Figure 6
Figure 6. Rail profiles are captured by high-speed laser scanners.

Older Technology—Metering Devices

Until recently, maintenance staffs used many different metering devices to identify cracks and variances on the rails. Each methodology specialized in recording one specific rail defect, but with few exceptions these mechanical methods lacked precise and reproducible results. In recent years, industrial solutions providers, such as Schmid Engineering, embedded advanced processor technology and state-of-the-art components and methodology into their designs. Such advances in the railway infrastructure business gradually led to mobile and multifunctional rail measuring by smart metering devices.

Rail monitor devices (Figure 7) use state-of-the-art technology to simultaneously measure the cross-section profile of the rail, the head height, track gauge, inclination, depth, and ambient temperature—all of which are detected and logged at specifically identifiable locations.

Figure 7
Figure 7. Rugged environments and tight schedules demand light, easy-to-use, and productive metering devices.

All key characteristics are processed and visualized on site and stored to removable memory. The RailSurf sled (Figure 8) continuously monitors and records longitudinal track parameters, as an operator or a vehicle pulls it along the rails. It carries several sensors, mapping problems such as corrugations, holes, cracks, and variations in rail gauge and inclination. The resulting information can be stored in removable memory or wirelessly transmitted to an operator interface.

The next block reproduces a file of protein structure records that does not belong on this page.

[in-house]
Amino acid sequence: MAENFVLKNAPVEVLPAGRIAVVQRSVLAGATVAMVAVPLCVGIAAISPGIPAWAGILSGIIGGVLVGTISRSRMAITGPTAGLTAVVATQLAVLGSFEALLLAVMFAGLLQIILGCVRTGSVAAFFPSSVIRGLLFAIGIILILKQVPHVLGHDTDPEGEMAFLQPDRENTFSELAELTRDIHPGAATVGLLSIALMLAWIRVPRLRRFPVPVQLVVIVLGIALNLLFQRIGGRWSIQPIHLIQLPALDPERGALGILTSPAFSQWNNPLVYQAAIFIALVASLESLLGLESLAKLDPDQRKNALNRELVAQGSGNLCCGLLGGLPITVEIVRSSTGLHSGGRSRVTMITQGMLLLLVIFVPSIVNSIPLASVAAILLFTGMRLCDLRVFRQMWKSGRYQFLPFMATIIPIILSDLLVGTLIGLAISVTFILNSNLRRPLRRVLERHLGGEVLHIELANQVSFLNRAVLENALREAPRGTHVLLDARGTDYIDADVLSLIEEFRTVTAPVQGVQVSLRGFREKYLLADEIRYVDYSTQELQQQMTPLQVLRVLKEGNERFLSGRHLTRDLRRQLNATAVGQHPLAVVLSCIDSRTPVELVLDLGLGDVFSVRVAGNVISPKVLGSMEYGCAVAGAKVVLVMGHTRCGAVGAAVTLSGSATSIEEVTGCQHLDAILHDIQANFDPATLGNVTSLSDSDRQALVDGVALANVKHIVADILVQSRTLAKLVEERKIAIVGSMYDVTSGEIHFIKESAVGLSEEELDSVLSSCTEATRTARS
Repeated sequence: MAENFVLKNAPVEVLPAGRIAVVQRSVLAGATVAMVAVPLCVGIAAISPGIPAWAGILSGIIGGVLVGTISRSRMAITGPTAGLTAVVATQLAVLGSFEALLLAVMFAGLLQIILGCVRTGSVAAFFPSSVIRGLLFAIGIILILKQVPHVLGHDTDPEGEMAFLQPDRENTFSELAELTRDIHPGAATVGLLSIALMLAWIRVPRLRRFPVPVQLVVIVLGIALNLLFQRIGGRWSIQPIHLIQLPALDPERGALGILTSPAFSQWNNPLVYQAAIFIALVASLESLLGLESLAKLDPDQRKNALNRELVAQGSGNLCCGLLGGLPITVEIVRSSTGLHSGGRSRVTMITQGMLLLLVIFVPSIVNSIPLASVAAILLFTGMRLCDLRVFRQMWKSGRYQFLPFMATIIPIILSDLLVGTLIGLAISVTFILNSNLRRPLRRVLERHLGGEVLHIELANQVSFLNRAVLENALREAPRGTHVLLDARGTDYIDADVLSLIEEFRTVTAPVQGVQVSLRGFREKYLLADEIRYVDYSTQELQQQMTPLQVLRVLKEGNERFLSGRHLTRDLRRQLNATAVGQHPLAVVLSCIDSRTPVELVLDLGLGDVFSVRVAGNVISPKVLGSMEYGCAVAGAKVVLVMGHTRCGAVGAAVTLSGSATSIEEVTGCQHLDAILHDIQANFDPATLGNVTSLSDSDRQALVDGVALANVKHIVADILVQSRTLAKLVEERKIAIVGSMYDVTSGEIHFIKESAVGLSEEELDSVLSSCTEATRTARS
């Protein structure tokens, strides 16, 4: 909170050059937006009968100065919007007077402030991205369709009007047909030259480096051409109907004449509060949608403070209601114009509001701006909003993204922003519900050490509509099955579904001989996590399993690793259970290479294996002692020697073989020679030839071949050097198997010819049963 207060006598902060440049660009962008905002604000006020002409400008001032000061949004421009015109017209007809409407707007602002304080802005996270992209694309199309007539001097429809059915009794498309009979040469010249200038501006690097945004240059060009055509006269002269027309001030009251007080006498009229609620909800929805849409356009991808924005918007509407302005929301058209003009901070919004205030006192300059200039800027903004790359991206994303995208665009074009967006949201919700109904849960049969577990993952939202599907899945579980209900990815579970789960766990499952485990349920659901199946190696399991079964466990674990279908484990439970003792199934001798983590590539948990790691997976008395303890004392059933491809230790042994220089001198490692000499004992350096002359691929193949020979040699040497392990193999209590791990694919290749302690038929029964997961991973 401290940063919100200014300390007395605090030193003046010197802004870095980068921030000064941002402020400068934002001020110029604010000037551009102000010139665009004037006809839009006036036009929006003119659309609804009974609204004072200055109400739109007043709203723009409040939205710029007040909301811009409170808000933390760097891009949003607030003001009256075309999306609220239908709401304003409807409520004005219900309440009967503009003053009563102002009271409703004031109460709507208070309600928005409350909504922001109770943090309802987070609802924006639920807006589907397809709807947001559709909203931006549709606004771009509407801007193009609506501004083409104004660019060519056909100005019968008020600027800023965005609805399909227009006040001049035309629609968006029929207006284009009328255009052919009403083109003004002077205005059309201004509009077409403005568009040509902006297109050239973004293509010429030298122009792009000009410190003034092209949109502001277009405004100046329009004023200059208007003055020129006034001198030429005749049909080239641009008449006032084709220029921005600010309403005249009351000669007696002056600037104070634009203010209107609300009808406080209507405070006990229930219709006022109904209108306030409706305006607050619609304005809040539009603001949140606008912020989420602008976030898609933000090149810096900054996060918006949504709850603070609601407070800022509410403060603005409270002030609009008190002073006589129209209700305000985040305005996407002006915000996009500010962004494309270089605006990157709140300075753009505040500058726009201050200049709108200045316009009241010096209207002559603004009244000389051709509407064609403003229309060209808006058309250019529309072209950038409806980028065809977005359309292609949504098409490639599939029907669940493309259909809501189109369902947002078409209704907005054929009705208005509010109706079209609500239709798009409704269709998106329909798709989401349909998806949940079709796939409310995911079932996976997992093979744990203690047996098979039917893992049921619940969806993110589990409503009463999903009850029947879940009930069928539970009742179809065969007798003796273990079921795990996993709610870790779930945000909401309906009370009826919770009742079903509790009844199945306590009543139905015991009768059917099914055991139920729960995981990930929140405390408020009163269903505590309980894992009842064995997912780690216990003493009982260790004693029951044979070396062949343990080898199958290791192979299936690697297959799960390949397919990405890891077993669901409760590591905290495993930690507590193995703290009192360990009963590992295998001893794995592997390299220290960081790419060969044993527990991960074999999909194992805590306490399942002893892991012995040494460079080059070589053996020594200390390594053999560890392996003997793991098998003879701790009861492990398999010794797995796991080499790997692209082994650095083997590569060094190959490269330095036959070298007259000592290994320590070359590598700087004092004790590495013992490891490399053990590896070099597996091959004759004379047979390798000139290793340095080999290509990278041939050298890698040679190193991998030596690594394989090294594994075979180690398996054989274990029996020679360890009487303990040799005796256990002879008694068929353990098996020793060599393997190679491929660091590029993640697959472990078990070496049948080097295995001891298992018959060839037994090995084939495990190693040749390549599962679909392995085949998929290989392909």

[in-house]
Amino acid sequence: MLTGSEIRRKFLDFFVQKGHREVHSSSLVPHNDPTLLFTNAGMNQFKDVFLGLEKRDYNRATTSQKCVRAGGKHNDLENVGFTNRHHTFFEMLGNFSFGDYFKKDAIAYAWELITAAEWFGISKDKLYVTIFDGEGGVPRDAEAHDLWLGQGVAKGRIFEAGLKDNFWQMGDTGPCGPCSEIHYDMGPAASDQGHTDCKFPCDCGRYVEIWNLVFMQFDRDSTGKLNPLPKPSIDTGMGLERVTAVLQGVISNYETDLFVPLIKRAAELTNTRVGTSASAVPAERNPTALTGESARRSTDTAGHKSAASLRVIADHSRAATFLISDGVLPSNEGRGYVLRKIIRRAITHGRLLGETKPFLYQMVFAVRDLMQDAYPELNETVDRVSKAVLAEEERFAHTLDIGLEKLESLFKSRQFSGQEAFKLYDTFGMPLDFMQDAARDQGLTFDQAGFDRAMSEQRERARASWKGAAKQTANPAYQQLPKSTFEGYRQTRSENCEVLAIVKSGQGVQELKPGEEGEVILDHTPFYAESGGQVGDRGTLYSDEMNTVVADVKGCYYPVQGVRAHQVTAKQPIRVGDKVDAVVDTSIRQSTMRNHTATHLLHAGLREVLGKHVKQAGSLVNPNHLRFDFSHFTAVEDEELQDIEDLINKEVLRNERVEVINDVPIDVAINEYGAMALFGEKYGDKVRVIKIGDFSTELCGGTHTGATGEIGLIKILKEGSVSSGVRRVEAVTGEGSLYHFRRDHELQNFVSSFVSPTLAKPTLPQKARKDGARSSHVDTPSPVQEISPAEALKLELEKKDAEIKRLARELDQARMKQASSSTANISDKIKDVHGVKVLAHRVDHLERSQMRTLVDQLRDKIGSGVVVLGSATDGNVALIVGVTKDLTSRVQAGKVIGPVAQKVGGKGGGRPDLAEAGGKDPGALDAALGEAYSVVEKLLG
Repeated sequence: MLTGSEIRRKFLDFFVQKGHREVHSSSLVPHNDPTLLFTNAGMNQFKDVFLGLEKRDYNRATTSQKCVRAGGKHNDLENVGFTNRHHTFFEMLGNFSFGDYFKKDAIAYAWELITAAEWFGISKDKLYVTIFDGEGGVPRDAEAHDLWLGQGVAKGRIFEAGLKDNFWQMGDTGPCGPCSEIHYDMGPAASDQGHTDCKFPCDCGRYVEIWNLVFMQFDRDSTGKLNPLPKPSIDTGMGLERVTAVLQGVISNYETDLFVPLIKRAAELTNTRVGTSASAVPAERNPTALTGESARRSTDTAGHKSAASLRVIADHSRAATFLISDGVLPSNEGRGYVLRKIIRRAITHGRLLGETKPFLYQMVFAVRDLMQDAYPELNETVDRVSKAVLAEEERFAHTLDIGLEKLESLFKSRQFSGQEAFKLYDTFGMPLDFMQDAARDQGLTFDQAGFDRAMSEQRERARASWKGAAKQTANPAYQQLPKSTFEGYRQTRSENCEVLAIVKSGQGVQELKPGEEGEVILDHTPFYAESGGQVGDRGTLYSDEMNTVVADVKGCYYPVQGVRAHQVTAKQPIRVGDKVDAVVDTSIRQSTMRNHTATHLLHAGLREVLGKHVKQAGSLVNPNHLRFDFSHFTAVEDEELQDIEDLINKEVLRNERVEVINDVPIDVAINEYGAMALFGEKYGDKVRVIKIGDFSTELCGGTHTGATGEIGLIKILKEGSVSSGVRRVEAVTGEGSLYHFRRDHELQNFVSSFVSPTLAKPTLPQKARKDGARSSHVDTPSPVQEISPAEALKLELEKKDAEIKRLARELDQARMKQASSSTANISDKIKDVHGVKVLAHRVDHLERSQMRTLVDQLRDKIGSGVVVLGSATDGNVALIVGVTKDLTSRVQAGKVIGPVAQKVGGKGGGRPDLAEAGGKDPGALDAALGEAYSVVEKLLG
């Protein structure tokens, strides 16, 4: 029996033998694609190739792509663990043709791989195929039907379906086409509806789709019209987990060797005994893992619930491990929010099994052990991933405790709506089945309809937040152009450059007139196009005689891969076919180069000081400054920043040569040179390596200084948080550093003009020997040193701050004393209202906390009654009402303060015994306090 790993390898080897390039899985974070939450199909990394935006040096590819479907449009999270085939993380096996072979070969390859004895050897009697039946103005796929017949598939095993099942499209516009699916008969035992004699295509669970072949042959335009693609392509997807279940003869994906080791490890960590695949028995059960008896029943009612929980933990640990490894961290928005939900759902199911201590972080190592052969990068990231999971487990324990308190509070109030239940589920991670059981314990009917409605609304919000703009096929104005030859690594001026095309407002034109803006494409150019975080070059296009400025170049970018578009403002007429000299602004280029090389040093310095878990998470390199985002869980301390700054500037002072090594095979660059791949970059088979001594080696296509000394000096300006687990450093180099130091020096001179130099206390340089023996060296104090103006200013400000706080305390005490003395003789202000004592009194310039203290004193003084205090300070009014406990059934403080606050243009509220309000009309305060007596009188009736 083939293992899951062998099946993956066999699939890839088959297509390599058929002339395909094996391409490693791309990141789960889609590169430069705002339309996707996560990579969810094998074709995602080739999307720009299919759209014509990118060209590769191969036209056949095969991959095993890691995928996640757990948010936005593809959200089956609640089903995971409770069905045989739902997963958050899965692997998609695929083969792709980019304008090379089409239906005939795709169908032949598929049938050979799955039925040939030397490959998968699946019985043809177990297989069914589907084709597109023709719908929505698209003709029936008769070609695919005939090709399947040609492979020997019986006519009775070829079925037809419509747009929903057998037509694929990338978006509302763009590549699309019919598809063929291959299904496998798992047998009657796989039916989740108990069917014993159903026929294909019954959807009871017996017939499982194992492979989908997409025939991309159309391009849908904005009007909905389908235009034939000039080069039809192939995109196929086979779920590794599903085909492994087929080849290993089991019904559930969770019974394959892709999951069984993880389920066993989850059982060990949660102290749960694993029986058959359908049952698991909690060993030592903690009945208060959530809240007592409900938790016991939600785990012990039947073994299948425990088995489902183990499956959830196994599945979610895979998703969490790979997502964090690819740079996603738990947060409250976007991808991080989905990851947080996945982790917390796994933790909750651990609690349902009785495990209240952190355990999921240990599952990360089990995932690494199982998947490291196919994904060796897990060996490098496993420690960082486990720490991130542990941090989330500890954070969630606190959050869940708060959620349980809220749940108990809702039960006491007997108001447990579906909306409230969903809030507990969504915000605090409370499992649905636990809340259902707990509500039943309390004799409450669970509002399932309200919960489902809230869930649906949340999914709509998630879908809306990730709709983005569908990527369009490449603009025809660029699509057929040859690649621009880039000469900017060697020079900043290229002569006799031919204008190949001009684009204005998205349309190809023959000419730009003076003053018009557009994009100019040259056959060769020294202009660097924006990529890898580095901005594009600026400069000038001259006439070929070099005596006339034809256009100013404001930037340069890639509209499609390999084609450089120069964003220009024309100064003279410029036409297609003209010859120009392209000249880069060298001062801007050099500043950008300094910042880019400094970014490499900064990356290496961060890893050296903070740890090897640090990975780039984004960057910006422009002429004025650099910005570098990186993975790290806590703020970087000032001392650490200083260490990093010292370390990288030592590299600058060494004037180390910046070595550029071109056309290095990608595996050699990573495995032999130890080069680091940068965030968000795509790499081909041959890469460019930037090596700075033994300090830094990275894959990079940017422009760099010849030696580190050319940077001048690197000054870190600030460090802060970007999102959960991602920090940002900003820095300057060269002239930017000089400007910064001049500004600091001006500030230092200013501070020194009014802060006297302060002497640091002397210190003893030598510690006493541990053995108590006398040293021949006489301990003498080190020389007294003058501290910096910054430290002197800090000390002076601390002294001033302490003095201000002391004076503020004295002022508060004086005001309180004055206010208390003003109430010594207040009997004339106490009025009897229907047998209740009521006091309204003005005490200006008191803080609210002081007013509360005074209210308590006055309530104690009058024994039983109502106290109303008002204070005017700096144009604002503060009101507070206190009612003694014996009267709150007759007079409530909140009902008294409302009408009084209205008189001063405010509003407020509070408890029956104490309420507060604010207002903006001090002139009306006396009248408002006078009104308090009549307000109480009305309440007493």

Figure 8
Figure 8. The RailSurf sled, driven by Blackfin processors and LabVIEW embedded modules, records longitudinal wavy irregularities. A GPS receiver and inclination sensor are built into the operator panel.

Blackfin Processor as the Heart of the System

The Blackfin processor, as the heart of these portable test tools, empowers the convergence of microcontroller and DSP technology by offering dynamic power management for economical battery operation. The MCU circuitry conveniently interfaces with scalable input/output (I/O), such as laser scanners, analog and digital sensors, keyboards, TFT (thin-film-transistor) displays, battery/fuel gauges, and removable media. The DSP portion is dedicated to advanced digital algorithms, such as filters, transforms (FFTs, for example), determination of geometric residuals, or other demanding computational tasks. Recent advancements in graphical system design by LabVIEW embedded modules, with their high-level block diagrams and dataflow-oriented language, offer a direct programming model of the Blackfin processor. This high-level approach with ready-to-use mathematical-analysis blocks and graphical multitasking moves functionality to the next higher level of digital embedded design.

Measuring Machines

A multifunctional vehicle that is driven by a set of five interlinked Blackfin processors is able to record rail parameters for up to 10 km of a railway section with 5-mm point-to-point resolution.

Blackfin Processor #1 allows user interaction over a keyboard and two TFT displays. Processor #2 records track geometry and longitudinal profiles at high speed and embeds GPS information into the measurements, which are then received by Processor #3. Together with cross sections that are captured by Processor #4, all the data is finally streamed to Processor #5, which stores the huge amount of data in large RAM buffers to be eventually saved to binary files on removable media.

Locate the Defects